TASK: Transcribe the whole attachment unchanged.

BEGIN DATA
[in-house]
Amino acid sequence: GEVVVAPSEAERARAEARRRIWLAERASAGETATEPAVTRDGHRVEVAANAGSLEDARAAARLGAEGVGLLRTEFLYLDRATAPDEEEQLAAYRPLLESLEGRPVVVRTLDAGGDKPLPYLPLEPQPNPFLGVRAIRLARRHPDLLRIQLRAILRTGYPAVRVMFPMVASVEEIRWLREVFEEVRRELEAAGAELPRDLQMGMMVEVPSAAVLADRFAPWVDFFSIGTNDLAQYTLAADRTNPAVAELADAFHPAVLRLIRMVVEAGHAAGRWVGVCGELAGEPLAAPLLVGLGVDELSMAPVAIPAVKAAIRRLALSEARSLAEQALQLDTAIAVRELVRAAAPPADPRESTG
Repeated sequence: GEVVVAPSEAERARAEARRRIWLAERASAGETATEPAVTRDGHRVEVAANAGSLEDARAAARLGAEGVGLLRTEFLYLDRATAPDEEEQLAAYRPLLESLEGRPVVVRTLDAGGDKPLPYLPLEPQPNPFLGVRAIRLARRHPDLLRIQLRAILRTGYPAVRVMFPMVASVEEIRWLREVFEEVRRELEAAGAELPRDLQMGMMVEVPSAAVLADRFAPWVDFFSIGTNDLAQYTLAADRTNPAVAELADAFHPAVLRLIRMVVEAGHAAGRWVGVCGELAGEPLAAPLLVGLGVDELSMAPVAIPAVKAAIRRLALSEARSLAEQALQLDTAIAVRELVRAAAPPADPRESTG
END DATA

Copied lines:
[in-house]
Amino acid sequence: GEVVVAPSEAERARAEARRRIWLAERASAGETATEPAVTRDGHRVEVAANAGSLEDARAAARLGAEGVGLLRTEFLYLDRATAPDEEEQLAAYRPLLESLEGRPVVVRTLDAGGDKPLPYLPLEPQPNPFLGVRAIRLARRHPDLLRIQLRAILRTGYPAVRVMFPMVASVEEIRWLREVFEEVRRELEAAGAELPRDLQMGMMVEVPSAAVLADRFAPWVDFFSIGTNDLAQYTLAADRTNPAVAELADAFHPAVLRLIRMVVEAGHAAGRWVGVCGELAGEPLAAPLLVGLGVDELSMAPVAIPAVKAAIRRLALSEARSLAEQALQLDTAIAVRELVRAAAPPADPRESTG
Repeated sequence: GEVVVAPSEAERARAEARRRIWLAERASAGETATEPAVTRDGHRVEVAANAGSLEDARAAARLGAEGVGLLRTEFLYLDRATAPDEEEQLAAYRPLLESLEGRPVVVRTLDAGGDKPLPYLPLEPQPNPFLGVRAIRLARRHPDLLRIQLRAILRTGYPAVRVMFPMVASVEEIRWLREVFEEVRRELEAAGAELPRDLQMGMMVEVPSAAVLADRFAPWVDFFSIGTNDLAQYTLAADRTNPAVAELADAFHPAVLRLIRMVVEAGHAAGRWVGVCGELAGEPLAAPLLVGLGVDELSMAPVAIPAVKAAIRRLALSEARSLAEQALQLDTAIAVRELVRAAAPPADPRESTG